Uber’s switch to autonomous vehicles was still in its early test stages at that time. From a business planning point of view, the idea of this switch was appealing considering the money that could be saved by not needing a driver in the vehicle. However, this idea was controversial with people worried about autonomous vehicle’s impact on the potential job losses of the ride-hailing and delivery truck drivers.

Even potential passengers would need to be convinced as well. I interviewed Karolina Chachulska, director of customer experience and growth at Infoedge. She said companies should first focus on near-term use cases like for food and grocery delivery with UberEats. She mentioned using a “robotaxi” would probably need to wait because “human expectations are way, way higher. Especially since most of the Lyft and Uber drivers are really good at getting us from point A to point B.” This was a sentiment shared by several other people I interviewed for this book.

As a business model, the decision to turn to autonomous vehicles does make sense for Uber in the long term. Khosrowshahi began to plan for this future after he re-established the company’s “moral compass.” He also needed to resolve the year-long legal dispute surrounding the hiring of former-Waymo executive Anthony Levandowski and allegations of intellectual property theft. A settlement was reached after five days in court in February 2018. The agreement favored Waymo. Uber guaranteed never to use Waymo hardware or software intellectual property in any of its future vehicles. Uber would also pay Waymo 0.34 percent of its equity, valued at approximately two hundred forty-five million dollars. While this was a blow to Uber, it was not as bad as the billion-dollar settlement Waymo sought initially.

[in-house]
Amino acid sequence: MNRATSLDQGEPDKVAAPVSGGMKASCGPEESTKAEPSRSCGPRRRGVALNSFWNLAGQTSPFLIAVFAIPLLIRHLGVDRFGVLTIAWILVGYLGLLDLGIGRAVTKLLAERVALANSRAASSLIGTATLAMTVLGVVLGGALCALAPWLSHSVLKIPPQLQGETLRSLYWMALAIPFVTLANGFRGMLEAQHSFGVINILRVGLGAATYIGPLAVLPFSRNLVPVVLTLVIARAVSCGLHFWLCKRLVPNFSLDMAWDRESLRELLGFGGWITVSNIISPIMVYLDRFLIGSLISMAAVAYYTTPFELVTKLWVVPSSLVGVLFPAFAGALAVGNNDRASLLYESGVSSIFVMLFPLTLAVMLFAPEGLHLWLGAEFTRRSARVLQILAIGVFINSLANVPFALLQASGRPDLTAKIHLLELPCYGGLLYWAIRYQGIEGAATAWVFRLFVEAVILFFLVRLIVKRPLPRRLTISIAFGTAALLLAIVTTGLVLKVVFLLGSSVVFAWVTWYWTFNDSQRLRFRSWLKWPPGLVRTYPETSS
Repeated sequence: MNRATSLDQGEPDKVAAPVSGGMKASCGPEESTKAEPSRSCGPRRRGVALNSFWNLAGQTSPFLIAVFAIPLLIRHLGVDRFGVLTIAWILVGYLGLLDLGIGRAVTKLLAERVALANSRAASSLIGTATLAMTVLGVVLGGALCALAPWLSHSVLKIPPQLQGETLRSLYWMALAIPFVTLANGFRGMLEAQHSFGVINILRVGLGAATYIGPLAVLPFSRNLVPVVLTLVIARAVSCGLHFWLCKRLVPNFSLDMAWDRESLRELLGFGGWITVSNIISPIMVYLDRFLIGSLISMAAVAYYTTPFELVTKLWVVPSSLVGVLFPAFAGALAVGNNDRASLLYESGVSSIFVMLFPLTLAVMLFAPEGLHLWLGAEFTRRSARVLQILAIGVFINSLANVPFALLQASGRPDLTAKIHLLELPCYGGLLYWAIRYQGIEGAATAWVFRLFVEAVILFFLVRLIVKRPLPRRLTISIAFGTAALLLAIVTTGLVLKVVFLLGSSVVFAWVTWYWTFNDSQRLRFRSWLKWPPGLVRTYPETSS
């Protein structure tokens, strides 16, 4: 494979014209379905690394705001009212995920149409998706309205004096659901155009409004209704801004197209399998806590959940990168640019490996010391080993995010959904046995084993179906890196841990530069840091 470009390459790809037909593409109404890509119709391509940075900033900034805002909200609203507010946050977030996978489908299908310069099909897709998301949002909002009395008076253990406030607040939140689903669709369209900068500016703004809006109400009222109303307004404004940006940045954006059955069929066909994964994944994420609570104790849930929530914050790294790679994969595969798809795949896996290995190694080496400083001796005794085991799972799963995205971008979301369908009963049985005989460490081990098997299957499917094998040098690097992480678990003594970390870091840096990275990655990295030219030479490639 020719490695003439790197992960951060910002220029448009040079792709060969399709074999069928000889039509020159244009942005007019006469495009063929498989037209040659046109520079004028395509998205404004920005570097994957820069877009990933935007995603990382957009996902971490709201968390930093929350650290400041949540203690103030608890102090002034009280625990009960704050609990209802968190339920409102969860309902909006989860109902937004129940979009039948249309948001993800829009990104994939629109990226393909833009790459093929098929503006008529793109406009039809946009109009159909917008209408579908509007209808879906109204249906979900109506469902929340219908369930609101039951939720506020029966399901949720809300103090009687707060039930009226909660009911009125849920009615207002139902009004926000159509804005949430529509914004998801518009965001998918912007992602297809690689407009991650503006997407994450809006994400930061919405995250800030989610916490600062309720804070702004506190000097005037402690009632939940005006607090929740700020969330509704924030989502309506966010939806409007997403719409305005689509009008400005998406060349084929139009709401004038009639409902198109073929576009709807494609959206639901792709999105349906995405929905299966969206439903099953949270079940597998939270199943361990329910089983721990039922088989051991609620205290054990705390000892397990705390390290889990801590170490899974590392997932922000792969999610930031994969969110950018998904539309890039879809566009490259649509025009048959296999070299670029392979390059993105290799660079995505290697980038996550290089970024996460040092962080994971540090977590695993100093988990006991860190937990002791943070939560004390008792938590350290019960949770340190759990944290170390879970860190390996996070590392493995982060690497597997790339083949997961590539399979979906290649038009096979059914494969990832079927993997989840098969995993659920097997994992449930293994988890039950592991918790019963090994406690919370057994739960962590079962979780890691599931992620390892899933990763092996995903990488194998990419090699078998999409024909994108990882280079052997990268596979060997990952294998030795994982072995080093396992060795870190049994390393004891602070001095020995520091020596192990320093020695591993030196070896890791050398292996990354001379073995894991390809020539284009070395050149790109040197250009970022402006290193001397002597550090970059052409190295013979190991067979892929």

Uber’s Effort to Create a Safety Culture and Industry Standards

After eight months of not testing its autonomous vehicles on public roads following the fatal collision, Uber released a safety report. The report stated that since the accident, Uber engineers were working on “reducing the latency,” or the delay between when an object is recognized and when an action is taken by the vehicle. Khosrowshahi also said there is pressure for companies to stay silent about their technology in this highly competitive push to develop and produce autonomous vehicles. Uber wanted to join with its competitors to find ways to “measure and demonstrate” autonomous vehicle performance. He also said he hopes to encourage “a culture of transparency rooted in safety” within the autonomous vehicle industry.

Was this just pandering or did this indicate a genuine desire to reform Uber and the industry’s strategy an attitude toward safety? The report and the statements from Khosrowshahi were vague, so it really was not clear.